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Facebook Messenger finally adds quoted replies

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Today Facebook Messenger has added a sorely missing feature – quoted replies. This allows you to reply to a specific message in a conversation, and is incredibly helpful when you’re engaged in chats that have a big range of topics. Using the new feature, the people you’re talking to will now know exactly what you were replying to with that “LOL”, for example.

This has been a feature in WhatsApp, which is also owned by Facebook, for a very long time, and it’s always been sort of a baffling omission in Messenger. So it’s good to finally see it there too.

In order to quote a specific message, long tap on it and you’ll see a new Reply button to the right of the reaction emojis. Tap that, write your reply, and, just like in WhatsApp, the message you’re replying to will appear above your reply. Easy. This potentially means you’ll have less misunderstandings with your friends as to which message was referencing what.

The feature is rolling out now on both iOS and Android.

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Gmail’s dark mode is rolling out to Android phones. Turn it on now

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With Android 10Google lets you apply a systemwide dark theme across its new mobile Android OS, and you can easily turn it on in individual Google apps on your phone as well, from Calculator and Calendar to YouTube. But Google doesn’t let you apply it everywhere, and a few popular apps — including Chrome — lack a dark-mode setting. Gmail has been one of them, but it’s no longer a holdout, as Google has started to roll out a dark-mode setting for Gmail on Android 10. Google is pushing the update out slowly, so it’s not available to everyone yet.

Dark mode is increasingly in demand. Before Android took it on, the popularity of dark modes for apps was already growing, for Facebook Messenger and the Slack and Reddit apps, for example. And Apple’s also following the dark mode trend, as iPhones and iPads ($249 at Walmart) will also get a dark theme with the release of iOS 13 this month.

The new version of Apple’s mobile operating system will apply the theme broadly, from wallpaper, widgets and notifications to Calendar and Messages.

With dark mode, you can conserve a bit of battery life and your phone’s screen will be easier on your eyes at night. Google first added dark mode to an Android Pie update earlier this year, but the theme didn’t show up everywhere. In Android 10, dark mode is much more widespread, and apps that use the default system theme will automatically adopt the new dark mode when you turn it on, inverting dark and light colors. 

Not all of Google’s apps use the system default theme automatically. Along with Gmail, you’ll need to turn on dark mode in Calendar, for example, and YouTube. Here’s how to turn it on in Gmail on Android 10.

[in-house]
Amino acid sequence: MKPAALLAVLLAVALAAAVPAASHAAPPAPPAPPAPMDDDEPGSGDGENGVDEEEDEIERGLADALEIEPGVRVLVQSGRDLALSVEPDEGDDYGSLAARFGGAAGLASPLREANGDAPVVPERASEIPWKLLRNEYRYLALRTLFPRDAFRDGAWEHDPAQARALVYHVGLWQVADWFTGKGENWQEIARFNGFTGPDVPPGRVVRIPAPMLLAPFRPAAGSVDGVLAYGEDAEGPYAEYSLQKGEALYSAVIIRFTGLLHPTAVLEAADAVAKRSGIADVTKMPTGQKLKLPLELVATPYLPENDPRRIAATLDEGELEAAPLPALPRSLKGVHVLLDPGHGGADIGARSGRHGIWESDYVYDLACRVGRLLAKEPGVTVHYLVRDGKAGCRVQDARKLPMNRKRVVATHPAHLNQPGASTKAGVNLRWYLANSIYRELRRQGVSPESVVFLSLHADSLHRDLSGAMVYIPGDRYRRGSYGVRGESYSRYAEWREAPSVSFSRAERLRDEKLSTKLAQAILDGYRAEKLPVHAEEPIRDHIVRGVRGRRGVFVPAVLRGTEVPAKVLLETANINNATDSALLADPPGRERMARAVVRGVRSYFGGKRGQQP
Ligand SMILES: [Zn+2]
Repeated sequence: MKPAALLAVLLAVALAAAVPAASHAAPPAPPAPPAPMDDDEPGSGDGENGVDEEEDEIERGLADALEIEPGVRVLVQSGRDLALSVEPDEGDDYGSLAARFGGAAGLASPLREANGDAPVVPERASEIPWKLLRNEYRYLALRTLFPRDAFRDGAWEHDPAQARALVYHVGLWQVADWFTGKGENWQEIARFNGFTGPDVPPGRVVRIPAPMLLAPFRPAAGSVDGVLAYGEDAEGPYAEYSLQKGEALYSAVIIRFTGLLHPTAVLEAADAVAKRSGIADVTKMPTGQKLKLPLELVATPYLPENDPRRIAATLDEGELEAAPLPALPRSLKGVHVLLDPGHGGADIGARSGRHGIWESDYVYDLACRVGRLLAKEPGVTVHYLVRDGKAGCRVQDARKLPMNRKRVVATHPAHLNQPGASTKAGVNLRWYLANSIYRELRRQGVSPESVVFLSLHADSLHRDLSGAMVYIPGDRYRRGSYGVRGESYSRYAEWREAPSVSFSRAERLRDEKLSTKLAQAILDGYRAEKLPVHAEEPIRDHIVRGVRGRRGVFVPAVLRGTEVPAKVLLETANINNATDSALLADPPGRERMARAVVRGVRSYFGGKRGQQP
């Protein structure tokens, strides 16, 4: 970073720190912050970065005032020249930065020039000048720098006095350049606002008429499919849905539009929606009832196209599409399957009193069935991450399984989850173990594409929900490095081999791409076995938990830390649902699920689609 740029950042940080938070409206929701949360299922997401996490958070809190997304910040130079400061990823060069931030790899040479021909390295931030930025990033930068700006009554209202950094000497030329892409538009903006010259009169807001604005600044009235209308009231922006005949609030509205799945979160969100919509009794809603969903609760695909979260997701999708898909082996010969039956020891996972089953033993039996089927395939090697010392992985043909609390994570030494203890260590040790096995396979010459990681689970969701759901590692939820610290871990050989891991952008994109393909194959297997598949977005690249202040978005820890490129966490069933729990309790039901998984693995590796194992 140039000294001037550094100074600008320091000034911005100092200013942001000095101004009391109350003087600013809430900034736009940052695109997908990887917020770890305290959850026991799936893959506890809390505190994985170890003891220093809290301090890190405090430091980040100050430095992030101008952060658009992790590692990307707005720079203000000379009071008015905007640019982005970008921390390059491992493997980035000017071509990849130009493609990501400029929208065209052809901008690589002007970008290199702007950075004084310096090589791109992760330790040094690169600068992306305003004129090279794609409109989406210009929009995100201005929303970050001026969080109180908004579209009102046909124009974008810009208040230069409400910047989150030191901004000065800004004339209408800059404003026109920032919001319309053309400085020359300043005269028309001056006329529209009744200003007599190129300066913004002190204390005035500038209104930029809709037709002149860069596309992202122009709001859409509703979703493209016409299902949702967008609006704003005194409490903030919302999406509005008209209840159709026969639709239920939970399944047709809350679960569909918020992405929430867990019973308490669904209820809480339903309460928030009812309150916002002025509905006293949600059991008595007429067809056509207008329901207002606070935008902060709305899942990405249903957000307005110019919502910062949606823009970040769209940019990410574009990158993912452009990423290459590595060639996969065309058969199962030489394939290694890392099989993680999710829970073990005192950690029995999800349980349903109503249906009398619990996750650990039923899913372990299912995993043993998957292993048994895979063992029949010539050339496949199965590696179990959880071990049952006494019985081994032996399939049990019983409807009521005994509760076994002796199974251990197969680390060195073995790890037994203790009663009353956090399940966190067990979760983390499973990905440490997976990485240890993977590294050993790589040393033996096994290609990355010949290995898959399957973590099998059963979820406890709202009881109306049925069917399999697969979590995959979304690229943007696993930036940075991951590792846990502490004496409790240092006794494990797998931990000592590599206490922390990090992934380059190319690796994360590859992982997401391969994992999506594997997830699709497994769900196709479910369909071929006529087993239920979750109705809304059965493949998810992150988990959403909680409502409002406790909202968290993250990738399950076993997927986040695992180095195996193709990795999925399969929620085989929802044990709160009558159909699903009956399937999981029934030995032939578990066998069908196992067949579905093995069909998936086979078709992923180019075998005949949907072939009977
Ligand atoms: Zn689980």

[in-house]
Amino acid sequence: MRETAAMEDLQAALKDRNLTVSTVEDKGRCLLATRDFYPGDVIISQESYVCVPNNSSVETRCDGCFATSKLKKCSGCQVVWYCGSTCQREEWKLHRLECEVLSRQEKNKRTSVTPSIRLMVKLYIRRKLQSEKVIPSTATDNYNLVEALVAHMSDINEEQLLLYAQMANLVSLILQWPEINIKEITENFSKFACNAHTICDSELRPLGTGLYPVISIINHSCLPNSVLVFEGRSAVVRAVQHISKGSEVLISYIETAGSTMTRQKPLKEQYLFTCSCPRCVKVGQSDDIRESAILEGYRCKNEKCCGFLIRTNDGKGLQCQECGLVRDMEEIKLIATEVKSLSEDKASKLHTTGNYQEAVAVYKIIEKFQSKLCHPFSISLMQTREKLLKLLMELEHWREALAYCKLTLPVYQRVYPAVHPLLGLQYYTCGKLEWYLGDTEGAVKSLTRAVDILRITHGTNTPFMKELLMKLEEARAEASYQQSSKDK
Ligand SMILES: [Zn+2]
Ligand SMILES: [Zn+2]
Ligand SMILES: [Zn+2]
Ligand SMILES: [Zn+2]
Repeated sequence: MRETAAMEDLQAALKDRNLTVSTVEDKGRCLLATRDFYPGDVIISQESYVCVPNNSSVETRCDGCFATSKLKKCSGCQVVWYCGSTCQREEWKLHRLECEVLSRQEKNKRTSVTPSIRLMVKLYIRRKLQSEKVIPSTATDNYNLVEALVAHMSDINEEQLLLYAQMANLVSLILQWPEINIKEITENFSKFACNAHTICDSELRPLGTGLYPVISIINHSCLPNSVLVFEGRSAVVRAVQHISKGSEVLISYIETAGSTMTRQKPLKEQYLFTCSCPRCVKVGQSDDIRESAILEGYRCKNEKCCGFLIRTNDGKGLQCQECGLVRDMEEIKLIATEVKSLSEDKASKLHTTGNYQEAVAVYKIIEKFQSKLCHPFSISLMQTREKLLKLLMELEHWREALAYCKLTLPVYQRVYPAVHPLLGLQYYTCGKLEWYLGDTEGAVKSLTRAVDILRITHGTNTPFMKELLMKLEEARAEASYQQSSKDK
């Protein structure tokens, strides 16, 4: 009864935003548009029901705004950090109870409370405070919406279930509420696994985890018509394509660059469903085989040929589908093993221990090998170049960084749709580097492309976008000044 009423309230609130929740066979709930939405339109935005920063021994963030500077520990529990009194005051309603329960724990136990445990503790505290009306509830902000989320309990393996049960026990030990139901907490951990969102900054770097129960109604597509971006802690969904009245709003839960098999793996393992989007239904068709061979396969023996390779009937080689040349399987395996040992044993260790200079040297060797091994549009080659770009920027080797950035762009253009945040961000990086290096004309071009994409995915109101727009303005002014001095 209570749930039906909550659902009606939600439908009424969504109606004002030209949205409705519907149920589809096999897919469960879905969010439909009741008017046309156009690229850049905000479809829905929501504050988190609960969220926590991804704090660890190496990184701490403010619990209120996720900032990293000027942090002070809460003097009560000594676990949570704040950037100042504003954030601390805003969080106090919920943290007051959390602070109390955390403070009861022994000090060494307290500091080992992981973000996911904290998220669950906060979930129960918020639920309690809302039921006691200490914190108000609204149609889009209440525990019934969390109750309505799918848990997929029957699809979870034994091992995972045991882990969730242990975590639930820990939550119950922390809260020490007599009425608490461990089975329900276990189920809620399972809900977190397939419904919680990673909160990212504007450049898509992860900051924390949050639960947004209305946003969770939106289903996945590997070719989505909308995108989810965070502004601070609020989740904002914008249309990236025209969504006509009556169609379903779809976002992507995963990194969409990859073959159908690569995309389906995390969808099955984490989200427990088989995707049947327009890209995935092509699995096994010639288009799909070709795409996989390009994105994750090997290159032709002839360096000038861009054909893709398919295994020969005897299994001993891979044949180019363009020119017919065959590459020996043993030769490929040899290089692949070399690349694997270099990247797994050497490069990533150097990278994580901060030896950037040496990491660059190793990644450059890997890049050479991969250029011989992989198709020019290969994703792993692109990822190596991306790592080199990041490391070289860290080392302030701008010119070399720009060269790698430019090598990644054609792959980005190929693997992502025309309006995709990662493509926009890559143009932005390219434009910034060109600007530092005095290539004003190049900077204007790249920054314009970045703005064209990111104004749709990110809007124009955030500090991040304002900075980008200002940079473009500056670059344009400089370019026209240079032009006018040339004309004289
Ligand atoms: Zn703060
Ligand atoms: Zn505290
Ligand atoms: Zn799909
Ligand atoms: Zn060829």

Turn on the Gmail dark mode setting in Android 10

gmaildarkmode
In Android 10, you can now apply a dark theme to Gmail.Google. Screenshot Clifford Colby/CNET

While many of Google’s Android apps will adopt a dark theme when you turn it on in overall settings, you need to flip it on separately in Gmail.

1. In the Gmail app on your phone, tap the hamburger menu in the top left.

2. Scroll to the bottom of the list, and tap Settings.

3. Tap General Settings.

4. At the top of the list, tap Theme.

5. Tap Dark or, if you’ve already set the dark theme as your system default, tap System. default.

Set dark theme as the system default in Android 10

For those apps that automatically adopt the default system, here’s how to turn on the dark theme.

1. In Settings, tap Display.

2. Near the bottom of the list of settings, toggle on Dark theme.

You can do more with Gmail than just change how it looks, of course. You can keep spammers from tracking you, for example, and unsend messages to avoid regret.

Source: https://www.cnet.com/how-to/gmails-dark-mode-is-rolling-out-to-android-phones-turn-it-on-now/

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Instagram’s Reportedly Working on a New Tool Which Replicates TikTok’s Key Features

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There’s one thing that you can be absolutely certain of with every new social media trend these days – replication.

Any time you see a new tool, a new app, a new trending function, you can bet that other platforms will seek to copy it, in an effort to maximize their own potential, for one, but also, to limit the impact of the competition. If you can get all the latest features and tools in the app/s you already know and love, there’s no need to download and check out any others, right?

Evidently that theory works, at least to some degree, as this week, reverse engineering expert Jane Manchun Wong has found that Instagram is once again replicating a competitors’ features, this time with TikTok in the firing line.

Instagram 'Clips' example

As explained by Wong, Instagram is working on a new, TikTok like tool called ‘Clips’:

“Just like TikTok, “Clips” allows users to record segments of videos into a single video Story. Just like TikTok, users can overlay music on clips. Just like TikTok, users can adjust the speed and timer of each video clips.”